Evgeni Nabokov: Why the Philadelphia Flyers Need Him

Usman ShabbarContributor IFebruary 9, 2012

BRIDGEPORT, CT - OCTOBER 01:  Evgeny Nabokov #20 of the New York Islanders skates against the Boston Bruins at the Webster Bank Arena on October 1, 2011 in Bridgeport, Connecticut. The Bruins defeated the Islanders 3-2.  (Photo by Bruce Bennett/Getty Images)
Bruce Bennett/Getty Images

The Philadelphia Flyers are one of the best teams in their division, conference and in the entire league. They have revitalized the "Broad Street Bullies" reputation throughout the league which made the franchise famous in the 1980s. They are a large, physical team that knows how to score and knows how to win games.

The only real area of concern for the Atlantic Division runner-up is in goal.

The Flyers signed unrestricted free agent Ilya Bryzgalov this past offseason to an enormous nine year, $51 million deal, that comes with an annual cap hit of $5.67 million. That is a heck of a lot of money to spend on a good goalie—let alone Bryzgalov.

As we may have seen on HBO's NHL 24/7, which followed the lives of the players of both the Rangers and Flyers leading up to the Winter Classic, Bryzgalov has turned out to be quite the character. Between his discussions on existentialism and his "Candid Camera" moments in front of the media, Bryzgalov has been performing quite poorly both on and off the ice. So much so that he is in jeopardy of—if not already—losing the starting job to sophomore Sergei Bobrovsky.

Bryzgalov has played in 38 games so far this season, and has earned a Goals Against Average of 2.78 along with a save percentage of .900. Bobrovsky has played in 20 games with a GAA of 2.70 and a save percentage of .911. These numbers are not terrible, but they are definitely not the numbers of a Stanley Cup winning team, or even a Stanley Cup Finals team (although I'm sure Michael Leighton would argue that).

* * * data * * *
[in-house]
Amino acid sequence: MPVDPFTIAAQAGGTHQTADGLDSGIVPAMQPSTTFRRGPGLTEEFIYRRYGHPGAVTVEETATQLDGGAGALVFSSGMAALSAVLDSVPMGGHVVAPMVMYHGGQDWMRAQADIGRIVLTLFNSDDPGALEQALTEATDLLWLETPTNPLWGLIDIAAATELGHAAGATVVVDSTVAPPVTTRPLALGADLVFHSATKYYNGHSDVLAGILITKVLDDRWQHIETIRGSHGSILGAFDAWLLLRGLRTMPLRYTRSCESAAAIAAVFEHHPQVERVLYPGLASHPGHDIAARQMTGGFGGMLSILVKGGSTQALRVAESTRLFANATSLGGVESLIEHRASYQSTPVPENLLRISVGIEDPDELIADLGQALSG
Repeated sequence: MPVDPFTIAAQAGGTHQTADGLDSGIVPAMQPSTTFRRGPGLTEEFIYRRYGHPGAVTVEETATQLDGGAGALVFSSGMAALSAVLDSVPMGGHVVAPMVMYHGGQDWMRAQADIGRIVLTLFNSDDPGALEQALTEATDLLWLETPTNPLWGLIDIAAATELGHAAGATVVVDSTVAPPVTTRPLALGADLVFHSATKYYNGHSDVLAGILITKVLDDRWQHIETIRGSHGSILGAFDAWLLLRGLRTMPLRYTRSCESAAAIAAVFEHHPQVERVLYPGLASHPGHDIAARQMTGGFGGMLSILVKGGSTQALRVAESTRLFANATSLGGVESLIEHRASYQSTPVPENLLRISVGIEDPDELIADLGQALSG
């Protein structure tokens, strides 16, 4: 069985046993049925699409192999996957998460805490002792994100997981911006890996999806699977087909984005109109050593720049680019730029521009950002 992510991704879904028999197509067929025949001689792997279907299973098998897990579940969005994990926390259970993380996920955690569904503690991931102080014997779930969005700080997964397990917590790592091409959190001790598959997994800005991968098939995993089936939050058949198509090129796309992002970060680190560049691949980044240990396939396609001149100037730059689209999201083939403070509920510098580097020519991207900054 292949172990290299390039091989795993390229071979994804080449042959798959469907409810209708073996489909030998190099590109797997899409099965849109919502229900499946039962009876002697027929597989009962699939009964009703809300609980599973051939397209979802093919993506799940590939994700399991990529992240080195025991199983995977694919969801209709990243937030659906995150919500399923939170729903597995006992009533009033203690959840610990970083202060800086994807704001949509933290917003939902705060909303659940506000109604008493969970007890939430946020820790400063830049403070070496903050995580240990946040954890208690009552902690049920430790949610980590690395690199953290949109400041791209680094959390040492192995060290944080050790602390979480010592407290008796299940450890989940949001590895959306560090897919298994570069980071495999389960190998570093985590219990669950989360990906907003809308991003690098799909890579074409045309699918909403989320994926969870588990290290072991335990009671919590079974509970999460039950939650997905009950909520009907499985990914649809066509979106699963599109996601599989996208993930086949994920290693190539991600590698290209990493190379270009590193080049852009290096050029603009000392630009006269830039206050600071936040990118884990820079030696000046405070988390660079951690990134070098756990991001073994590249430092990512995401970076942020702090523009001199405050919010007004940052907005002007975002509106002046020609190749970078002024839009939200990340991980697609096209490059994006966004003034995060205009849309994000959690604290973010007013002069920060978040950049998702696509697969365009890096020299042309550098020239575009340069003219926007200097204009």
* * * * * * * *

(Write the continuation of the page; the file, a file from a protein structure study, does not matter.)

The Russian duo have simply not been matching the hard-hitting, high-tempo work ethic of the defencemen and forwards playing in front of them.

It would not surprise many people to find that Philadelphia Flyers' General Manager Paul Holmgren is looking to remedy the situation in net for the team before the trade deadline. The goalies in play in the trade market are not as plentiful as Holmgren would hope for. However, there is one option that the Flyers should seriously consider.

Evgeni Nabokov made his return to the NHL this season. In the 2010 NHL offseason, Nabokov, who was a long-time San Jose Shark, became a free agent. He eventually wound up playing in Russia for SKA St. Petersburg of the KHL after signing a $24 million deal.

However, only a couple of months into his contract, he and the team came to a mutual consent to terminate the contract. It was at this time that the Detroit Red Wings signed Nabokov—after several of their goalies were lost due to injuries.

In order to play for the Red Wings, though, Nabokov had to clear waivers. He was picked up on waivers by the New York Islanders, but did not report to the team since he was frustrated he could not play for the club he had signed with.

Finally, by training camp of this season, Nabokov decided he would suit up for the Islanders and has been playing well since his return. In 26 games, he has recorded a Goals Against Average of 2.21 and a save percentage of .925. He has definitely contributed to the successes of the Islanders organization this season.

There are rumors swirling around the league that the Islanders are willing to part with Nabokov for the right price. With the Flyers desperately needing some consistency in goal, Nabokov could be the easy and affordable solution. His salary is up at the end of the season, with a cap hit of only $570,000.

Nabokov is a proven winner, not only in the regular season, but also in the playoffs. In 80 NHL playoff games, Nabokov has a GAA of 2.29 and a save percentage of .914. Also, the Flyers seem to love Russian goalies, so Nabokov would fit in perfectly.

Evgeni Nabokov is back in the NHL with something to prove: He can still win hockey games. Although he is 36 years old, many believe he can still lead a team to the Finals—where they can maybe win it all. Perhaps, that team is in Philadelphia.